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The Perfect 72 Hours In San Francisco

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In the past eight years I’ve live west coast I’ve been to every major city, but San Francisco. Yes, it is embarrassing to admit and no I’m, not sure how that happened. After visiting I promised myself that it wouldn’t be my last trip.

The drive in was unbearably hot and clear. Which made things rather confusing when we suddenly realized that we were on the Golden Gate Bridge only minutes after we were unexpectedly engulfed in fog. I have never seen fog move with such purpose or determination as this fog, but R assured me it was common. I’m still a bit distrustful of fog that moves that fast.

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We rented a house on Height street just a block down from Ashbury. I don’t think I can express how much I love this area. A part of me was meant to be born in the 60’s. I twirled down the streets signing every Joplin, Hendrix, and The Mama’s and the Papa’s song I knew. There were amazing clothing stores, Tibetan shops, and coffee shops on every turn. I could live and die here without needing to a three block radius to meet my needs, well with the exception to find a library. I didn’t see one of those in my new home.

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The first morning we braved the marathon that was taking place right outside out apartment. We headed out to Zazie on Cole Street. Word of advice avoid this spot on the weekend but make sure to check it out on a weekday (when we went back). The wait is long and they don’t take reservations, but the food is worth it.

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We ended up down the street La Boulange. It has great food, next to no line, and a wonderful breakfast menu and delicious pastries. Plus they serve coffee in a bowl. Now that is something that I can get behind.

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We cut through Golden Gate Park and came across these quad bikes. I don’t think I laughed so hard in a long time while riding them. First they aren’t that easy to peddle, the directions we were given were  bad (we ended up with about a half dozen bikes following us thinking we knew the way. The joke was sadly on them.), and most of the route was shut down due to the marathon. We were lost, my daughter decided to take control and tell us where to go, and well I got my ab work out from crying with laughter the whole time.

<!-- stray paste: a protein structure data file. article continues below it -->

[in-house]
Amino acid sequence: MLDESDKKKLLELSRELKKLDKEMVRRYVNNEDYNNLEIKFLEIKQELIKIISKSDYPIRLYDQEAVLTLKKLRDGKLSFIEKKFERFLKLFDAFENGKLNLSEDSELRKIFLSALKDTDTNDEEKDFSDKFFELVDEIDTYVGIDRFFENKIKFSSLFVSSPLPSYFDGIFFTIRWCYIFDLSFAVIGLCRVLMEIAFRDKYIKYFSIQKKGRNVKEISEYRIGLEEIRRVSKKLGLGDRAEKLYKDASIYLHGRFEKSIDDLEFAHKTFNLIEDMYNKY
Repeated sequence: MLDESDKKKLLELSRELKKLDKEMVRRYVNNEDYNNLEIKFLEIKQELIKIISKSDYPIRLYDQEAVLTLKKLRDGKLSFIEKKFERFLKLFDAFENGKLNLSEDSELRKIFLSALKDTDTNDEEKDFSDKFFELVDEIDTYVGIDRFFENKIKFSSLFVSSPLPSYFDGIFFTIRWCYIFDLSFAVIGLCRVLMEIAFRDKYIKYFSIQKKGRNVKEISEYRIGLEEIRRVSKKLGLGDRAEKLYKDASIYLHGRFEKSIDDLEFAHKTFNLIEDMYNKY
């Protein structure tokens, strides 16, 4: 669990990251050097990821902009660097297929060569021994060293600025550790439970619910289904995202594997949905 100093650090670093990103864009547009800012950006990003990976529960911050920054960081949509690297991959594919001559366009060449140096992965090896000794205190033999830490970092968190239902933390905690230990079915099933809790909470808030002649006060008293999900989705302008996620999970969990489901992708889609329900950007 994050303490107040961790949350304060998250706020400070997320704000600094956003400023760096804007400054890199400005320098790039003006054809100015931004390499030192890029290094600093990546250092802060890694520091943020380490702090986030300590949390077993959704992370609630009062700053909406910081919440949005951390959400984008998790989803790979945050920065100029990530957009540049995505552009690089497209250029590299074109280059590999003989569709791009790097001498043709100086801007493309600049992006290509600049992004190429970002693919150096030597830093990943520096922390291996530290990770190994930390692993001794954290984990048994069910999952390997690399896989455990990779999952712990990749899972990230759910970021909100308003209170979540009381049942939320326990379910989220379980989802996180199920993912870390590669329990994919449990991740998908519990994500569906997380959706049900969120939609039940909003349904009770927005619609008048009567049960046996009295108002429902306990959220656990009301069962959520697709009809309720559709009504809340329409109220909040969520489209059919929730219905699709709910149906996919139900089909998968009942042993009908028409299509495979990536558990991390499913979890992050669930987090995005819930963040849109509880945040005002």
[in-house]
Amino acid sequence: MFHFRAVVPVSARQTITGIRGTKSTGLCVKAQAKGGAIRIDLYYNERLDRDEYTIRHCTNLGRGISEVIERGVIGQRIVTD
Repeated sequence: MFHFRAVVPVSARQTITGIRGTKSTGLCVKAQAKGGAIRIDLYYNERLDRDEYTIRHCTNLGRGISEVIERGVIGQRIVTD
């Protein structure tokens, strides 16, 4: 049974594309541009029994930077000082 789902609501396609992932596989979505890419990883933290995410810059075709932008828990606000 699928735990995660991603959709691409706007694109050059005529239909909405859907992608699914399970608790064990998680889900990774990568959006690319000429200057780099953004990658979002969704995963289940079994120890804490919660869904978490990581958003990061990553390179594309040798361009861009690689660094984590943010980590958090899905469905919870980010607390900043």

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Of course we had to do touristy things like visit Lombard Street (which perplexed my husband. He keep telling me that we passed it on our way into the city so why would we want to go see it. It took him a minute to realize we were talking about curvy part.)

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We checked out Fishermen’s Wharf which I could happily live without seeing again. It was overly touristy and filled with mostly chain stores and eateries, which made me thankful for all the restrictions we put on Pike Market in Seattle to keep it from getting overrun with chains.

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The one saving grace was the arcade. They had entertainment from the turn of the century. Which made me a bit worried about what people considered entertainment for kids back then. It kind of makes me rethink my opposition to Sponge Bob.

_DSC0396And there were great views of Alcatraz, which I must go back and see one day soon.

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My daughter fell in love with the Ice Cream Bar on Cole Street, R liked they them had a separate bar for ice cream floats, and I liked that it was all made in house and was organic. Hey, if I’m going to gorge on ice cream at least let me find something about it that is healthy.

_DSC0409 But my favorite part was Chinatown. Hey cheap massages, my kind of shopping, and all the moon cakes I could stuff in my mouth, which is actually an impressive number.

_DSC0415I want to go back so bad. Do you have any suggestions on what to see or do? Especially where to eat?

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This entry was posted in: travel

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I'm a doer of things and sayer of words, and eco-crafter, lazy Buddhist, toddler wrangler, sayer of words, and an a girl learning to live her life without fears.

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